24. Some things start before other things. -Terry Pratchett, The Wee Free Men

25. Flames shot high, turning the night lurid with carnival light. -Annette Curtis Klause, Blood and Chocolate (P)

26. Everyone’s seen my mother naked. -Elizabeth Scott, Something, Maybe

27. Jason was going to Brain Camp. -Sarah Dessen, The Truth About Forever

28. I’d never given much thought to how I would die – though I’d had reason enough in the last few months – but even if I had, I would not have imagined it like this. -Stephenie Meyer, Twilight (P)

29. My mother used to tell me about the ocean. -Carrie Ryan, The Forest of Hands and Teeth

30. There are these bizarre people who actually like physical education class. -Carrie Jones, Captivate

So there they are. Happy Monday! It’s going to be a beautiful week!

First Sentences in YA Lit

Here are 30 first sentences. Do you know the books they go to? If you know what I’ve been reading lately you’ll have an advantage, but I threw a few old favorites in just to keep you guessing. Um, obviously if the suspense is killing you it’s easy enough to find the answers online (which is why this isn’t a contest, just an excuse to use the information from my first-line notebook). I’ll post the authors & book titles on Monday.

The interesting part of this exercise is the discovery that some first lines are definite hooks. I know which ones I think are amazing, and I know which ones, well, aren’t. And there are a few that are not winning first sentences, but if you stick around for the rest of the paragraph–Wow (I’m thinking specifically of #17 when I write this).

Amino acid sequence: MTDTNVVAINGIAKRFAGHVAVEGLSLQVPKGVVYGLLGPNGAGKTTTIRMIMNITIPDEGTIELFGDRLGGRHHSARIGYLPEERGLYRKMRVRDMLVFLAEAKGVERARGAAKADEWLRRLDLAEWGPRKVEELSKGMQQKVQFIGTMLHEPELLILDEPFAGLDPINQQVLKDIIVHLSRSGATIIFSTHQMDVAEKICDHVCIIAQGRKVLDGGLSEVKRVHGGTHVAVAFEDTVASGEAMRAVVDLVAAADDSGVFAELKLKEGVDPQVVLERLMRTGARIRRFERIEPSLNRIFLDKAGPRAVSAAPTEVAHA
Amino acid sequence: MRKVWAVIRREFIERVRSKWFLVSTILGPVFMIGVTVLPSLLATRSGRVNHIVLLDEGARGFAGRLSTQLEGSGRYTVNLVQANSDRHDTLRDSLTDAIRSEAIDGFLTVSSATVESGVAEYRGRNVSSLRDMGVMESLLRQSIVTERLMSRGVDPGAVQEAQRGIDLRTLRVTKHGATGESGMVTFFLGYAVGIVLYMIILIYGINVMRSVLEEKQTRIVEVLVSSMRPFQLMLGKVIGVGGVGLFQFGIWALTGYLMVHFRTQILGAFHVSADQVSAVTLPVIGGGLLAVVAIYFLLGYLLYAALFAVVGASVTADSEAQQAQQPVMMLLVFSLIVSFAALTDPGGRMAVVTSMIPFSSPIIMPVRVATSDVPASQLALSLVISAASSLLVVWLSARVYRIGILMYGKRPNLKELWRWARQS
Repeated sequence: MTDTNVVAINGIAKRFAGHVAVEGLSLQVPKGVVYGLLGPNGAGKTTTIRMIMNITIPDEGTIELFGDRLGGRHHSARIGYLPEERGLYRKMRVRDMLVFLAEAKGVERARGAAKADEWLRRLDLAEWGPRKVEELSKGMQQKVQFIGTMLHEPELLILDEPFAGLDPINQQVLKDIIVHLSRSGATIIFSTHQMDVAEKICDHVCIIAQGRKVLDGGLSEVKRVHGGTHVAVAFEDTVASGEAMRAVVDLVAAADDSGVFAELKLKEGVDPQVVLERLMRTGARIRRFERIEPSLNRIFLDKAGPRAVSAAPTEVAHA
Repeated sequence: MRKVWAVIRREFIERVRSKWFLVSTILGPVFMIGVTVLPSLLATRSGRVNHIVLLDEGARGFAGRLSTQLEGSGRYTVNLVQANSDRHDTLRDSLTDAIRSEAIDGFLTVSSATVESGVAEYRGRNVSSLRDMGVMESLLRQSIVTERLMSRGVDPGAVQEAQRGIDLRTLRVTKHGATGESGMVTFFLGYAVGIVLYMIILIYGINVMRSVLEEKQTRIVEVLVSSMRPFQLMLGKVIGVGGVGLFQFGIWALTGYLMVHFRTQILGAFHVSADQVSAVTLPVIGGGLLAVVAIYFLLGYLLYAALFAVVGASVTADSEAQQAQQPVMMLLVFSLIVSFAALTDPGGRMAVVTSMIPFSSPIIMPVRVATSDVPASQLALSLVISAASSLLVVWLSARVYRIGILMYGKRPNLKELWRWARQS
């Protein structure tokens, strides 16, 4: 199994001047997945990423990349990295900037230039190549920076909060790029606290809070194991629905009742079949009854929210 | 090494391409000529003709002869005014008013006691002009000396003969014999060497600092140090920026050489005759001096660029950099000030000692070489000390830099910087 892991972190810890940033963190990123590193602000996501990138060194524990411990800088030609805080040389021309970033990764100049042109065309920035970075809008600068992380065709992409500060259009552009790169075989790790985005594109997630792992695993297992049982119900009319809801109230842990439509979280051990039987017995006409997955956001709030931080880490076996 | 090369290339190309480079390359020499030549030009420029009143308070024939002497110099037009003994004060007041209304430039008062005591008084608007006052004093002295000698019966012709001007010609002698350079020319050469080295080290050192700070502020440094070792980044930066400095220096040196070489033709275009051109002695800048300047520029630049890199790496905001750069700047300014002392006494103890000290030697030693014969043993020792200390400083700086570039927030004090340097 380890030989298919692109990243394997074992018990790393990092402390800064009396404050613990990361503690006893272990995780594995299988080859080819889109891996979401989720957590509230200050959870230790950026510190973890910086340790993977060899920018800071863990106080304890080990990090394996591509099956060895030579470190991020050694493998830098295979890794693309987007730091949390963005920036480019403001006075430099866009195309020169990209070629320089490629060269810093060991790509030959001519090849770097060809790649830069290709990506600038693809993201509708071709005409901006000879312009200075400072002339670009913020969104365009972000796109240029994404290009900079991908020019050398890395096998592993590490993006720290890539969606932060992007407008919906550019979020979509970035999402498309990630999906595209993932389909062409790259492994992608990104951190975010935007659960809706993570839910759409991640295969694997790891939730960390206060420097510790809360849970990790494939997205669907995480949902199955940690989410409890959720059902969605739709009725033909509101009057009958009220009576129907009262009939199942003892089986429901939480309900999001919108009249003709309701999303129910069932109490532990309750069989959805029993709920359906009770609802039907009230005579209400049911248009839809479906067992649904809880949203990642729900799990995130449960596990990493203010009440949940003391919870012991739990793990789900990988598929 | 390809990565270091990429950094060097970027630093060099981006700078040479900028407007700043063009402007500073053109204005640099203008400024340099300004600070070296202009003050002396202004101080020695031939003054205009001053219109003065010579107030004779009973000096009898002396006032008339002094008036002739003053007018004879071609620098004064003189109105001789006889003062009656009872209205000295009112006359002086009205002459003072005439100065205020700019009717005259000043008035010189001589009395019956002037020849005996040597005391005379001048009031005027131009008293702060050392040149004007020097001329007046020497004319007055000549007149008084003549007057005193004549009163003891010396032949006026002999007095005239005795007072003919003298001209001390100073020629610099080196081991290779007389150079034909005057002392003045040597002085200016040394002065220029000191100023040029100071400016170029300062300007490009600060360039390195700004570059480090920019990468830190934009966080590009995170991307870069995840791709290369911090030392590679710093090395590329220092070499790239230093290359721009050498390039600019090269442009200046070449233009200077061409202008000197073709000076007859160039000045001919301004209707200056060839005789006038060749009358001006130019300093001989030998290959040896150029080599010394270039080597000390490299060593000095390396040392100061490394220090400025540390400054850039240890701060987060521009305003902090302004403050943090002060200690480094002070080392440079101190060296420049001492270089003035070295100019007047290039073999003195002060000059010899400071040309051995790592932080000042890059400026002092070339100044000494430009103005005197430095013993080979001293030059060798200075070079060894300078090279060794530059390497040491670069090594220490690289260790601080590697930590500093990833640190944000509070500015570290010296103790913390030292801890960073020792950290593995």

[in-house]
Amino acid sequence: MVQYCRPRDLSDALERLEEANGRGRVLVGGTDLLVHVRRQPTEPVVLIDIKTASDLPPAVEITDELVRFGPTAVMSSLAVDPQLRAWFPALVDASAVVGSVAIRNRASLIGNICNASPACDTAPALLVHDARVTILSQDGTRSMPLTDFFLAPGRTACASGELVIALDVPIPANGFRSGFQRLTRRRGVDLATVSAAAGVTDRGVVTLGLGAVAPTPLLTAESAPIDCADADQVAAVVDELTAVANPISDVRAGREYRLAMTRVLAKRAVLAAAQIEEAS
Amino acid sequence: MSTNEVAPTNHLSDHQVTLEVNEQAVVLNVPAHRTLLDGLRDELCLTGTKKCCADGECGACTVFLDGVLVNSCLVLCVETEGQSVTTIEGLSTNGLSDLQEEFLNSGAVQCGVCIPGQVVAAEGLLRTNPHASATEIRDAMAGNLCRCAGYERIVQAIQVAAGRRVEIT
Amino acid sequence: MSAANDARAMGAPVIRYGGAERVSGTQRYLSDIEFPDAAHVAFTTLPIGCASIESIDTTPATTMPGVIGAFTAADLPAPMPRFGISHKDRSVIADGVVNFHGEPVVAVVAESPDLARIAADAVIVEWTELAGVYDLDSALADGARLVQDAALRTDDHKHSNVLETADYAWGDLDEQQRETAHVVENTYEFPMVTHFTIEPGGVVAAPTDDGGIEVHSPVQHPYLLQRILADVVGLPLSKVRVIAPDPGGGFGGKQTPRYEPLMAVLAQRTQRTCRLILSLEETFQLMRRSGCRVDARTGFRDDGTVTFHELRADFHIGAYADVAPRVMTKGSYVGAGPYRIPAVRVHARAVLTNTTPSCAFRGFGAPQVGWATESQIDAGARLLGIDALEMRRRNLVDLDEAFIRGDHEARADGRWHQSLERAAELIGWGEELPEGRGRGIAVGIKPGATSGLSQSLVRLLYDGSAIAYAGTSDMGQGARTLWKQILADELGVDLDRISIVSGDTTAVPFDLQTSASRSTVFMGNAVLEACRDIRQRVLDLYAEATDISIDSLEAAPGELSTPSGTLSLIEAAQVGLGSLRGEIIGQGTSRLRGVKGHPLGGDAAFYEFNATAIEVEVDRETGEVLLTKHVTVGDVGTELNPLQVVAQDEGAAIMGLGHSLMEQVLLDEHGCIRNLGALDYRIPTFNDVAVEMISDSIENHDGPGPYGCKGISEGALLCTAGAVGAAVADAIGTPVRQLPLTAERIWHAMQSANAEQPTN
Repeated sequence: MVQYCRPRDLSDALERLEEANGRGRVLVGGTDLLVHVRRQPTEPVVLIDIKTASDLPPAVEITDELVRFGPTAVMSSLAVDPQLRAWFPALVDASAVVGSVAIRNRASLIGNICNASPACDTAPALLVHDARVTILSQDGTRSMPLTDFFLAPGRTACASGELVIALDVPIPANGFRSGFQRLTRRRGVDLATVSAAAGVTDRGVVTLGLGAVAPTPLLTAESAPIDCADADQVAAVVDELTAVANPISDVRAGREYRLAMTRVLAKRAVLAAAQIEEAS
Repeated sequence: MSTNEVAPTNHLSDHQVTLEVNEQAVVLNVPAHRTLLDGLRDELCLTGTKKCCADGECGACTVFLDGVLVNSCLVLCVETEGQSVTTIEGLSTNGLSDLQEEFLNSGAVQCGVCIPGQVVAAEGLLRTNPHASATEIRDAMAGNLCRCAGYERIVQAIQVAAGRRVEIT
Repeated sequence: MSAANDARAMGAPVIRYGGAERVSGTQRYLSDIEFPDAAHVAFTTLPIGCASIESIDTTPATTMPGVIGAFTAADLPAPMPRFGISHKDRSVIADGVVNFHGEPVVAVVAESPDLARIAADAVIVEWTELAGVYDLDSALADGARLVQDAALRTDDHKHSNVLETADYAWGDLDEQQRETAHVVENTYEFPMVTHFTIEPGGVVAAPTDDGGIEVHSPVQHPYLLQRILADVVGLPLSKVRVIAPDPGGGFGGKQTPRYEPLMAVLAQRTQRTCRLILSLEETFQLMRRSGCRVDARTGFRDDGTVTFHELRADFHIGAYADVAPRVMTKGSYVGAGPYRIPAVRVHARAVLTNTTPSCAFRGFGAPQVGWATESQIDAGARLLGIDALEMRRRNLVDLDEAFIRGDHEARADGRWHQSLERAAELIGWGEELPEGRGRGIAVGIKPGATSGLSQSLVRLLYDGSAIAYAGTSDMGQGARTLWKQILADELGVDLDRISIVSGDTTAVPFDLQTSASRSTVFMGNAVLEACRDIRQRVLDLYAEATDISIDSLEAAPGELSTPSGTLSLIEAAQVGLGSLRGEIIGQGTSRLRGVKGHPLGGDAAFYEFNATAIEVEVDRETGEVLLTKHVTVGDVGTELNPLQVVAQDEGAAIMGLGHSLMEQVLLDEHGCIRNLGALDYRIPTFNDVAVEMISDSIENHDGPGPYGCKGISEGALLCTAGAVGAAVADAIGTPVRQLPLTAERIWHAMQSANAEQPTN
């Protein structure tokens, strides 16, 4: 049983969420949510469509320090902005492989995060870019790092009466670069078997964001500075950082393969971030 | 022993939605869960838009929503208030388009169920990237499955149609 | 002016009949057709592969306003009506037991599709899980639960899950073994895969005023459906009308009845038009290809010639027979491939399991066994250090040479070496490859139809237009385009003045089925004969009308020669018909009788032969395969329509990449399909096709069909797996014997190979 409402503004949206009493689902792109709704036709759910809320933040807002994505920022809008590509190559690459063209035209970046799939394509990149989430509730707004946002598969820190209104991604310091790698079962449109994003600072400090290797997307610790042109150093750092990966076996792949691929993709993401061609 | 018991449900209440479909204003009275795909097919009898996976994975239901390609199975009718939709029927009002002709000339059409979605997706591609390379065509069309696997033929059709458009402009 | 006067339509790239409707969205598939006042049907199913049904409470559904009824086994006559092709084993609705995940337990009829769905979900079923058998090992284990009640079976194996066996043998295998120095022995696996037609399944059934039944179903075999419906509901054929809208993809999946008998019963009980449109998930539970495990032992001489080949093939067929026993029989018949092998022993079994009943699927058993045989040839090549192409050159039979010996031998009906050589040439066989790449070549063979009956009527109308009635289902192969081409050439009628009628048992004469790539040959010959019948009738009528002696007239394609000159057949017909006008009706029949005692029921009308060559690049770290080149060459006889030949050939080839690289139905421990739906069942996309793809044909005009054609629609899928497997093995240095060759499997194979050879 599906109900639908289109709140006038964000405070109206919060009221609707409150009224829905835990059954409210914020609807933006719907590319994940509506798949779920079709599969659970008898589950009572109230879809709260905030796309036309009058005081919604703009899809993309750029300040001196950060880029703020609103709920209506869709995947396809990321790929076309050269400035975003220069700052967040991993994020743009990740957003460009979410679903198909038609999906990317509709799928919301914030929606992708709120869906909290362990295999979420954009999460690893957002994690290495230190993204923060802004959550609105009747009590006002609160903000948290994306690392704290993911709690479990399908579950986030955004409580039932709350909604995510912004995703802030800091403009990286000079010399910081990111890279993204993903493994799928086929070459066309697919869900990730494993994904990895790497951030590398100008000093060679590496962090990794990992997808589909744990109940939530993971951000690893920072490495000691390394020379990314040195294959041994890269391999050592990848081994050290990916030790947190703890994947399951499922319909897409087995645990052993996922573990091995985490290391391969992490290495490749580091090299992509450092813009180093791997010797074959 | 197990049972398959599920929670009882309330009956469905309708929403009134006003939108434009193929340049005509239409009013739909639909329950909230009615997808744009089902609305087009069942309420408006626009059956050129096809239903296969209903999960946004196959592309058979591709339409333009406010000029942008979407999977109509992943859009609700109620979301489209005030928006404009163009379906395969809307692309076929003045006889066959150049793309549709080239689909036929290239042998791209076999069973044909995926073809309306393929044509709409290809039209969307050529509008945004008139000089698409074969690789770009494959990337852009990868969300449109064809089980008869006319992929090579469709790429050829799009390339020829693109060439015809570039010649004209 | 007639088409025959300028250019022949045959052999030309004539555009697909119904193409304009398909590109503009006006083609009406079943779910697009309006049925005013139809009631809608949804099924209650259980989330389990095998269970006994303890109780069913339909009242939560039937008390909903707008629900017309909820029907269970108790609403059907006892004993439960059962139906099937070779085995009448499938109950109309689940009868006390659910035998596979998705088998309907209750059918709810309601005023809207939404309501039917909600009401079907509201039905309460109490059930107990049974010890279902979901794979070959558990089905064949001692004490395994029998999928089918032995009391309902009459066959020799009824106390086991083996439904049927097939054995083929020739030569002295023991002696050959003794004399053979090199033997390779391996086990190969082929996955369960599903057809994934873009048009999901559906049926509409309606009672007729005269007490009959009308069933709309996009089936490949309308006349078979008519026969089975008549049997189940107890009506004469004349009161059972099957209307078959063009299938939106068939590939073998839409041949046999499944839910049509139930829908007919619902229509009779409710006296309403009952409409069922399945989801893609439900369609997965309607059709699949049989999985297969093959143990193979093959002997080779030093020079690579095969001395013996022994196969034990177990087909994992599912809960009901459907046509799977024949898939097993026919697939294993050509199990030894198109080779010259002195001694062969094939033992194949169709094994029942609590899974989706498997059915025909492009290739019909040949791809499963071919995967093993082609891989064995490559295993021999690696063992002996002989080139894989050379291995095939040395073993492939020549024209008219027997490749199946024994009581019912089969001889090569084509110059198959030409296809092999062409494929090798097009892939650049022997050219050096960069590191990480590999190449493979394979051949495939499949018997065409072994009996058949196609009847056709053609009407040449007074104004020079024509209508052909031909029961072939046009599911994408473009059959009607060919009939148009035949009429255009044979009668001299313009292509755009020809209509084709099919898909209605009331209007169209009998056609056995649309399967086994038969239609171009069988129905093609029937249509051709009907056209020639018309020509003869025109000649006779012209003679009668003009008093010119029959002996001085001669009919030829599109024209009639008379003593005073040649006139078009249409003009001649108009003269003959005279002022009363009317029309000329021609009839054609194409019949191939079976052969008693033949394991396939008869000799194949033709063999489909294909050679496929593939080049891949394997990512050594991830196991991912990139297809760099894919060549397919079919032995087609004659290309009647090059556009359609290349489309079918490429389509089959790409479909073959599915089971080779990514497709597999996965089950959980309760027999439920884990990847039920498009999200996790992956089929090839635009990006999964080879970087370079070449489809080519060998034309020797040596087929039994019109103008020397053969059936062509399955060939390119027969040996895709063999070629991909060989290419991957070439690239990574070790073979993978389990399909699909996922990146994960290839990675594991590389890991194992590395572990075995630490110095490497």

Take a guess if you feel like it, or just enjoy!

1. We went to the moon to have fun, but the moon turned out to completely suck.

2. It was a dark and stormy night.

3. I remember lying in the snow, a small red spot of warm going cold, surrounded by wolves.

4. When I wake up, the other side of the bed is cold.

5. I don’t believe in ghosts.

6. The tree woman choked on poison, the slow sap of her blood burning.

7. Chauncey was with a farmer’s daughter on the grassy banks of the Loire River when the storm rolled in, and having let his gelding wander in the meadow, was left to his own two feet to carry him back to the chateau.

8. Blood fills my mouth.

9. In these dungeons the darkness was complete, but Katsa had a map in her mind.

10. Her parents were going to kill her for this.

11. Just when I thought my day couldn’t get any worse I saw the dead guy standing next to my locker.

12. On the day Claire became a member of the Glass House, somebody stole her laundry.

13. Mommy forgot to warn the new babysitter about the basement.

14. Janie Hannagan’s math book slips from her fingers.

15. Mr. and Mrs. Dursley, of number four, Privet Drive, were proud to say that they were perfectly normal, thank you very much.

16. “Please tell me that’s not going to be part of my birthday dinner this evening.”

17. There were only two kinds of people in our town.